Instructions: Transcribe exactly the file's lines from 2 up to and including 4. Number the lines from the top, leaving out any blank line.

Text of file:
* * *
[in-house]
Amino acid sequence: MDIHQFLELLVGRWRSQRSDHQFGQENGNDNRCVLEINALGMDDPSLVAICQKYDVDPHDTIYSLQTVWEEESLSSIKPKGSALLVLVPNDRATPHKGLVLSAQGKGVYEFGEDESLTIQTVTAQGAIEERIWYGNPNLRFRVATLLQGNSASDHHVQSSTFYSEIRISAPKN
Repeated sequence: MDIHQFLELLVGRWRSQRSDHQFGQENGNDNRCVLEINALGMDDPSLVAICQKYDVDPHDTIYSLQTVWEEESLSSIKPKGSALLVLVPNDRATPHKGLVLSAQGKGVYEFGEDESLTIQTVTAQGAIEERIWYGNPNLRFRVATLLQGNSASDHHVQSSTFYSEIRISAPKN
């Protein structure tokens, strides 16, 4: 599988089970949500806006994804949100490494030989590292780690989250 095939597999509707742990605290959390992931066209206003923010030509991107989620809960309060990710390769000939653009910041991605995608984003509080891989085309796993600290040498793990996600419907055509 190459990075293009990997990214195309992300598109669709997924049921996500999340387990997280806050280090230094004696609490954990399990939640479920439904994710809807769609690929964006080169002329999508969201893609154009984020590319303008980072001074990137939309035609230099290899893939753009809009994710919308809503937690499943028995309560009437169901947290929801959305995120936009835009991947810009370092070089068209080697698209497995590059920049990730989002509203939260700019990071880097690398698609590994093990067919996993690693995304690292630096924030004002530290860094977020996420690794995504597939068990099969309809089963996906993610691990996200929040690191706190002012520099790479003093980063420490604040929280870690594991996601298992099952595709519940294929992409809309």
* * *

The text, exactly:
Amino acid sequence: MDIHQFLELLVGRWRSQRSDHQFGQENGNDNRCVLEINALGMDDPSLVAICQKYDVDPHDTIYSLQTVWEEESLSSIKPKGSALLVLVPNDRATPHKGLVLSAQGKGVYEFGEDESLTIQTVTAQGAIEERIWYGNPNLRFRVATLLQGNSASDHHVQSSTFYSEIRISAPKN
Repeated sequence: MDIHQFLELLVGRWRSQRSDHQFGQENGNDNRCVLEINALGMDDPSLVAICQKYDVDPHDTIYSLQTVWEEESLSSIKPKGSALLVLVPNDRATPHKGLVLSAQGKGVYEFGEDESLTIQTVTAQGAIEERIWYGNPNLRFRVATLLQGNSASDHHVQSSTFYSEIRISAPKN
């Protein structure tokens, strides 16, 4: 599988089970949500806006994804949100490494030989590292780690989250 095939597999509707742990605290959390992931066209206003923010030509991107989620809960309060990710390769000939653009910041991605995608984003509080891989085309796993600290040498793990996600419907055509 190459990075293009990997990214195309992300598109669709997924049921996500999340387990997280806050280090230094004696609490954990399990939640479920439904994710809807769609690929964006080169002329999508969201893609154009984020590319303008980072001074990137939309035609230099290899893939753009809009994710919308809503937690499943028995309560009437169901947290929801959305995120936009835009991947810009370092070089068209080697698209497995590059920049990730989002509203939260700019990071880097690398698609590994093990067919996993690693995304690292630096924030004002530290860094977020996420690794995504597939068990099969309809089963996906993610691990996200929040690191706190002012520099790479003093980063420490604040929280870690594991996601298992099952595709519940294929992409809309």